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Woodblock News
Introduction | Index All the print news that fits!

A few press clippings ...

For my first exhibition in January of 1990, a local newspaper gave me a small feature story on their front page. I of course clipped it out, and pinned it up on the wall in one corner of the exhibition space. By the following year, there had been a couple more stories, and the year after, a few more ... I kept clipping them out, and started pasting them onto a roll of paper which I displayed at each exhibition.

The short movie you see here was taken while we were setting up for the 15th exhibition in January of 2004 ... I was just kind of curious how long the roll had become!

TV Listings

The 'Woodblock Shimbun' has a full selection of TV programs on file. Videos available include some of David's news appearances, complete feature programs, and some short documentaries on his work. The files are in QuickTime format, and can be easily viewed with your browser.
Program listings are on the Index page ...

Japan and Me

"In 1775 an Edo bookshop published a series of portraits of the Hyakunin Isshu poets with illustrations by Katsukawa Shunsho, who was the leading designer of his day, just before Utamaro. We do not know if the book sold well or not, but few copies have survived and the book is extremely rare." (1989)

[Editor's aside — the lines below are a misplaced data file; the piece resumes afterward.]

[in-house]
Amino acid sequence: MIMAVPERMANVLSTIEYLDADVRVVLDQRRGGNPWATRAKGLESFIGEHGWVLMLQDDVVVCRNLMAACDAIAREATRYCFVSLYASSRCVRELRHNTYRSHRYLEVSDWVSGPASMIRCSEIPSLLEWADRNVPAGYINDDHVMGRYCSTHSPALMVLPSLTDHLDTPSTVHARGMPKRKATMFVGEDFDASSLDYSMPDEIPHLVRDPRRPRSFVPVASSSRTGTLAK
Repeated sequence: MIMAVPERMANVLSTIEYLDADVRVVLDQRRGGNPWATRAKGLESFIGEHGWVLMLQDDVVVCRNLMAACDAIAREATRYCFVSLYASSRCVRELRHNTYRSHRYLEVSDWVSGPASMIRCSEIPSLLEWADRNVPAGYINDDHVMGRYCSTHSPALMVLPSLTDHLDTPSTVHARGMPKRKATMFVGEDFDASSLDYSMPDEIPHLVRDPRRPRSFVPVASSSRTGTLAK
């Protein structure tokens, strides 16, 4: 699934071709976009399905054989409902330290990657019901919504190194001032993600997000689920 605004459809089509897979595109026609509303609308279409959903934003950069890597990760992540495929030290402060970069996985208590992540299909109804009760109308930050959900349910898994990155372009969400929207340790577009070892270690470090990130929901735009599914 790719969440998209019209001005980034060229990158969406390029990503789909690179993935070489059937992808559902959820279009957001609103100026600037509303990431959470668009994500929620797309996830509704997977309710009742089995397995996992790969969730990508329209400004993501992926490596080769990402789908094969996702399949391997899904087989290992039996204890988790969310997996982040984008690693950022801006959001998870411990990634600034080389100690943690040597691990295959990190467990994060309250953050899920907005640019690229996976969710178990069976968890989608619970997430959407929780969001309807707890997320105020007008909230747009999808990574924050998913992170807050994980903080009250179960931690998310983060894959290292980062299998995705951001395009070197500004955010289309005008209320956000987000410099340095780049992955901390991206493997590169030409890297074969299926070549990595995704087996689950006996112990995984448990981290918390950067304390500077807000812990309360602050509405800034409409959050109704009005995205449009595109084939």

Full Story.

Enchanting Japan

Colourful woodblock prints - for people all over the world, to hear this phrase is to think of Japan. Japan has a long history of woodblock printing, or hanga, originally for illustrations for books. By the late seventeenth century, hanga in the ukiyo-e style came into its own as an art form, and prints came to be appreciated on their own merits. The many woodblock prints that accurately depict life in the Edo period are excellent examples of this tradition. Whether a print of a geisha, a kabuki actor strutting on stage, or even a completely modern image, the woodblock printing technique seems to provide the perfect means of expression to capture the essence of things Japanese. (1998)
Full Story.

David Bull: Printmaker

The classic woodblock prints made famous by Hokusai and others depict a stylized, long-lost Japan. A chance encounter with woodblock printing at an exhibition in Toronto more than twenty years ago led David Bull down a path that has made him the only artist, Japanese or foreign, working to reproduce those classical prints. (2000)
Full Story.